Court authority for school funding has rural roots

A proposal to amend the constitution is gaining traction, and a resolution passed out of the Kansas Senate attempts to clarify that funding of public education should be solely the responsibility of the Legislature.

A few days ago I came across some interesting background on this issue. Article 6b of the constitution says, ?The Legis?lature shall make suitable provision for finance of the educational interests of the state.? This language was amended into the constitution in 1966.

The really interesting thing is what else was going on at that time. In 1964 the U.S. Supreme Court issued a ruling that all state legislative bodies must be apportioned based upon population rather than geography or any other means.

This doctrine of equal representation, or ?one person, one vote,? meant the Kansas House of Representatives could no longer be apportioned one representative per county with a few extra allocated to the larger cities in the state.

1966 was the last year the Kansas House was apportioned under the old system, and it seems very likely that the members of that predominantly rural Legislature understood that ?one person, one vote? would forever change the character of the Kansas House. They no doubt understood that future legislatures would become increasingly urbanized. And that raised the prospect that at some point an urban-oriented legislature might adopt a school-funding formula that would disadvantage rural school children relative to their counterparts in the cities of Kansas.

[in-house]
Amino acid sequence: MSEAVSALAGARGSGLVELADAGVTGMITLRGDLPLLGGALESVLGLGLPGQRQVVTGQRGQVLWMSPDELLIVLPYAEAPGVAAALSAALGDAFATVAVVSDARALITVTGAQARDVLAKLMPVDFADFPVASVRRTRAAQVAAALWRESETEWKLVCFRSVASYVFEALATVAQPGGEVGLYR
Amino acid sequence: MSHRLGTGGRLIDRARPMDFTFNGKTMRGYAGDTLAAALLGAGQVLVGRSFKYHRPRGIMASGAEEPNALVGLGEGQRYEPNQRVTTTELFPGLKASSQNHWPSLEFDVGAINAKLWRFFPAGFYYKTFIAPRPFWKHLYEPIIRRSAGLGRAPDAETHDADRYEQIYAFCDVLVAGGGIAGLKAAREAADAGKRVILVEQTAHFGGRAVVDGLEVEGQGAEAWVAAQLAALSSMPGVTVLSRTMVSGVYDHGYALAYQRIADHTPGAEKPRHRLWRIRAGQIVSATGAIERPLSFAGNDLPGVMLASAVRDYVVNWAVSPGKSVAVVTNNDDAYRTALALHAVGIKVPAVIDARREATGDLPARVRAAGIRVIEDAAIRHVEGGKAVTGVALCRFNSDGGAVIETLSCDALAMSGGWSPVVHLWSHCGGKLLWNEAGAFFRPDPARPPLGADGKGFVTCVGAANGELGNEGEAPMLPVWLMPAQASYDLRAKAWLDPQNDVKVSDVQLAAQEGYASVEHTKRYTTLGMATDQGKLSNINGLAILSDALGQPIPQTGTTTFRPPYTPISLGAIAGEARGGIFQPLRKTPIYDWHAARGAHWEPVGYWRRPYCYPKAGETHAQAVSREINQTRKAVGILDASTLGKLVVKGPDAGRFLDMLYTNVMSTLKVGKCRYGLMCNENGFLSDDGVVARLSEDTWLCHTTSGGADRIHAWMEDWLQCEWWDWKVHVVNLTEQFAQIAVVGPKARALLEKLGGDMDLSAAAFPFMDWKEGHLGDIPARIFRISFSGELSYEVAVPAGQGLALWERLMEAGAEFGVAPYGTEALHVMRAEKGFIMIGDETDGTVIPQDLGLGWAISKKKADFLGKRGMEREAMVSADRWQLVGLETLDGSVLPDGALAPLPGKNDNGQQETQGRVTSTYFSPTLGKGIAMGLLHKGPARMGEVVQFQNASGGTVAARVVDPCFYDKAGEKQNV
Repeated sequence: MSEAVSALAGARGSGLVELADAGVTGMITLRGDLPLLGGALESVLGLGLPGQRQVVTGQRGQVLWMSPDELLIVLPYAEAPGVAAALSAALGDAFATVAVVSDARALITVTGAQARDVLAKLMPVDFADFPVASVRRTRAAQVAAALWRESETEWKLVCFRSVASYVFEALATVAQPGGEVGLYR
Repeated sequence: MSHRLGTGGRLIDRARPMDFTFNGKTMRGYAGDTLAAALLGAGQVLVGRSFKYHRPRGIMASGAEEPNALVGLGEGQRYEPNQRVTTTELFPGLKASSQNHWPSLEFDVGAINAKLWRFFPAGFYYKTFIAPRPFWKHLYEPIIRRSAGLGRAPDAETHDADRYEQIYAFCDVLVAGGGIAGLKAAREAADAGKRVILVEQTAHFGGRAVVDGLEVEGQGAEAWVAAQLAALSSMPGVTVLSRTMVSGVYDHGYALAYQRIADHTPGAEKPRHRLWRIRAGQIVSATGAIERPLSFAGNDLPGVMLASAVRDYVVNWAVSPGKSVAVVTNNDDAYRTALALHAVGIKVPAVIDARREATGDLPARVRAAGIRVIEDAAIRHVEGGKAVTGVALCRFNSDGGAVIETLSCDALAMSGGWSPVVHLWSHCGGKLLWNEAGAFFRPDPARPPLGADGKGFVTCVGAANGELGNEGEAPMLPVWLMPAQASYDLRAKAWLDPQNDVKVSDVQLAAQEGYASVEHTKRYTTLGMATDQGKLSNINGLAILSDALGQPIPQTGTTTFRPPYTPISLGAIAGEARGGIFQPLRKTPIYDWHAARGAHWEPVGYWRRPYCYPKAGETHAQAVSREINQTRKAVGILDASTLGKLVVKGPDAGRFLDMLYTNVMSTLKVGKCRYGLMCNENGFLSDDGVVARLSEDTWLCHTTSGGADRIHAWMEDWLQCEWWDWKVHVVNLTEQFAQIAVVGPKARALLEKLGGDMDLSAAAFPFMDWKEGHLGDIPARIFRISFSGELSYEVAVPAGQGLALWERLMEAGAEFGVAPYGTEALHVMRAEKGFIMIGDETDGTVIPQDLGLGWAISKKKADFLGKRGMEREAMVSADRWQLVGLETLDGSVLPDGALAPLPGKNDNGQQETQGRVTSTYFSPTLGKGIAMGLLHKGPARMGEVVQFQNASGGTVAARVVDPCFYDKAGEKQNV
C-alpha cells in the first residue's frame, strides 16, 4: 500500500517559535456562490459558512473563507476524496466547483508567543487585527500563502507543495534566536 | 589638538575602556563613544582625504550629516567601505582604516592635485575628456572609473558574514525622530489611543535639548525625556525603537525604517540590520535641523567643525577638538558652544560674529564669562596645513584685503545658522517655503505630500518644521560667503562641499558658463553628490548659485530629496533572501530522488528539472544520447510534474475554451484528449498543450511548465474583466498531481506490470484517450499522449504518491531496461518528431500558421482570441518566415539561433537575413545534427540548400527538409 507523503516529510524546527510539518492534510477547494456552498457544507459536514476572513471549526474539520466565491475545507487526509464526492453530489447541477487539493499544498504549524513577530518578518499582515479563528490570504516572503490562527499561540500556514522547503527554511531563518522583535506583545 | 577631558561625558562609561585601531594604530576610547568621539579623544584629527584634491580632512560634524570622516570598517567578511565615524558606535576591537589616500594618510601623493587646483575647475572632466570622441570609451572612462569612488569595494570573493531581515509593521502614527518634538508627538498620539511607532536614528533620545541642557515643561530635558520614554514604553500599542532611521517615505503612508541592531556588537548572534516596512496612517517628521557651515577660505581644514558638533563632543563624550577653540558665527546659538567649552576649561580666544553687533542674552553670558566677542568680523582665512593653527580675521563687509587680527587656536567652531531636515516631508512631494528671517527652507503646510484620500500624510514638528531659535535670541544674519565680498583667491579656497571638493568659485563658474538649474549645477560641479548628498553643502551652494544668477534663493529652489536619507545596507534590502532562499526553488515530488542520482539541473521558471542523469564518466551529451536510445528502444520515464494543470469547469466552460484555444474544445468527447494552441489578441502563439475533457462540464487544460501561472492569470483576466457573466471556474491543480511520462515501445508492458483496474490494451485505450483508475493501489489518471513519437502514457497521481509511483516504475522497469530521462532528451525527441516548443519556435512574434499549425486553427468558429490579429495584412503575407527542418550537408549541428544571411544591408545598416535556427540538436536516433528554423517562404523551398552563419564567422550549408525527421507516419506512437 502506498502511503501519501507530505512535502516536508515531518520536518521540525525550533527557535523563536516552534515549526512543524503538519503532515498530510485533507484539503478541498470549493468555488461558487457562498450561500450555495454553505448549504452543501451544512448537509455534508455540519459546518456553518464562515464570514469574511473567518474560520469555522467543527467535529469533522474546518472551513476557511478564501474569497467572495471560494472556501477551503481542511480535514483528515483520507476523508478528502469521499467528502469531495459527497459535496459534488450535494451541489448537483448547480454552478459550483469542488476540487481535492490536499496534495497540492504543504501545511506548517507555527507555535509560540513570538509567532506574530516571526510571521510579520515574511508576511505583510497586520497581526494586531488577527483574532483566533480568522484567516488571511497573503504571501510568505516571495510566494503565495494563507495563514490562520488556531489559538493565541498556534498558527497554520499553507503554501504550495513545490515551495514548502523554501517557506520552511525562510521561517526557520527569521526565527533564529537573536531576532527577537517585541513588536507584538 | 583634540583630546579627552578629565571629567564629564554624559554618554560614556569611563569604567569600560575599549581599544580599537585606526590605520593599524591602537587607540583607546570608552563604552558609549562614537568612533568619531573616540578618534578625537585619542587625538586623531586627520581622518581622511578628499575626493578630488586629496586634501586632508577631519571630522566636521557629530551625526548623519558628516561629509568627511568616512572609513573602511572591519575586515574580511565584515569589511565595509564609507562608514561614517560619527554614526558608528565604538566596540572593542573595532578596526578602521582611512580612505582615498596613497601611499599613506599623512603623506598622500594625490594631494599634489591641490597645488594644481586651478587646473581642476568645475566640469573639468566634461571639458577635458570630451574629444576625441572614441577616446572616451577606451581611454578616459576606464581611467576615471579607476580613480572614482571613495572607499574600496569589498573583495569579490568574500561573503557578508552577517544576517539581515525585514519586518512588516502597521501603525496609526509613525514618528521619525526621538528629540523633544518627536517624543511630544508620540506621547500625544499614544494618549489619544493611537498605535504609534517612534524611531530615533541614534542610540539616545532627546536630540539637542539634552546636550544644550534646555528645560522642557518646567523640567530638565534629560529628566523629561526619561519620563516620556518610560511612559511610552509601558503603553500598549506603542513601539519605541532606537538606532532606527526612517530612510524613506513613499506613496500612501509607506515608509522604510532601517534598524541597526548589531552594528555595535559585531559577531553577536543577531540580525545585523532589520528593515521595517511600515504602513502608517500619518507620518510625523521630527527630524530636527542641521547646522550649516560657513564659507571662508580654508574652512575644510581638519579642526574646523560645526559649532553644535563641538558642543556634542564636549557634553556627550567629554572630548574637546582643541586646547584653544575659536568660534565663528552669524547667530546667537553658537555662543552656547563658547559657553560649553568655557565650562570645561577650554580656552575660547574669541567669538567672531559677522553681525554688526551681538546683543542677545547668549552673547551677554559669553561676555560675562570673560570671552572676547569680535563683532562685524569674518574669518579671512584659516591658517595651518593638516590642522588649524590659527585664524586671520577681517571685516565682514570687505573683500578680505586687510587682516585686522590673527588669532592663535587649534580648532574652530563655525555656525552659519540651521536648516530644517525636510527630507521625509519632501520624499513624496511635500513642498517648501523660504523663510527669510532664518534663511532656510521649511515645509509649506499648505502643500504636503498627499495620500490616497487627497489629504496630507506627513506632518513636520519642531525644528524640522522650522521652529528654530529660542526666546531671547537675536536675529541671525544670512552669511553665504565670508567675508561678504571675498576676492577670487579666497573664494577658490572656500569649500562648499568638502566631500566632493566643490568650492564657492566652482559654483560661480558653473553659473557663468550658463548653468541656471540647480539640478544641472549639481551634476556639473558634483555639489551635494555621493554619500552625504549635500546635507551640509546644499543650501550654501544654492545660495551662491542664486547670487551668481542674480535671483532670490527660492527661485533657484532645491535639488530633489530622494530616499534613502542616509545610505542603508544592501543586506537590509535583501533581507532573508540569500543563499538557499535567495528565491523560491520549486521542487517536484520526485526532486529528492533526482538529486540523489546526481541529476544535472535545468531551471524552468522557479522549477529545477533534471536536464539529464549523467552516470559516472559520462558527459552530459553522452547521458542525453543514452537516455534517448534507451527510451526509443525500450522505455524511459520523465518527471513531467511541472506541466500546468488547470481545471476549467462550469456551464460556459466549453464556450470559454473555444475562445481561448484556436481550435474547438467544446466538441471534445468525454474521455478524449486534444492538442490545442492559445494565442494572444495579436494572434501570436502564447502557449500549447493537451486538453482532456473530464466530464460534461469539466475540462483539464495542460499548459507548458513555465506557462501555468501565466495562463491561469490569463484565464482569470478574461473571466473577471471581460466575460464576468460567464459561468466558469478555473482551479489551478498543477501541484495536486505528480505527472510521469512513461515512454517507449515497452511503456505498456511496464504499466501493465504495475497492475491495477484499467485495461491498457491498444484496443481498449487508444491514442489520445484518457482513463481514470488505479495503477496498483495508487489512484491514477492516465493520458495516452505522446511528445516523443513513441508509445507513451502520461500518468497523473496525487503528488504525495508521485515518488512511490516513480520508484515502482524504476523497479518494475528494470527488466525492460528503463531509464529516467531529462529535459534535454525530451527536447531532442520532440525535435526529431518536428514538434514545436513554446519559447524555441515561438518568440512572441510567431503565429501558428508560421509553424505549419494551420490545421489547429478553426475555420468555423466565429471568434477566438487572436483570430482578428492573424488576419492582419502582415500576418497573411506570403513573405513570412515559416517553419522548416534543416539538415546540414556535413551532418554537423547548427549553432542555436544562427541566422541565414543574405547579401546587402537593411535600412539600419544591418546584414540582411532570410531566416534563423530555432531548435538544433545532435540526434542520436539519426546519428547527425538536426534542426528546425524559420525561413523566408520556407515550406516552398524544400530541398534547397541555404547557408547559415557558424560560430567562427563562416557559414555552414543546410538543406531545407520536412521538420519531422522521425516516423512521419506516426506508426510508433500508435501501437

The solution those rural legislators apparently devised was to lock language into the constitution that would ensure suitable funding for the education of all Kansas school children. In my opinion, they met their objective very well.

Though the present school finance formula is not perfect, it has been crafted and refined over a period of decades to balance the needs of diverse student populations throughout the state. But now, thanks to a series of contentious court rulings, some folks want to change the constitutional language and remove the possibility of future court challenges regarding school funding.

The rural legislators of the 1960s recognized that putting that power strictly in the hands of the legislature would be a very bad thing for rural Kansas. I am thankful for their wisdom and leadership of nearly 50 years ago, and I am committed to their objective: equal educational opportunity for all Kansas children.

This peek into the past is verification of the old phrase ?those who cannot learn from the past are doomed to repeat it.?

Problem is, if rural Kansans cannot value the foresight of those who went before, it is quite possible that we will never again be able to restore the constitutional protection of equal educational opportunity.


Don Hineman (R-Dighton) represents the 118th District in the Kansas House. He was first elected in 2008. When not in Topeka, Hineman operates a dryland farming operation producing wheat, grain sorghum and corn, as well as a cow-calf enterprise doing business as High Plains Gelbvieh.













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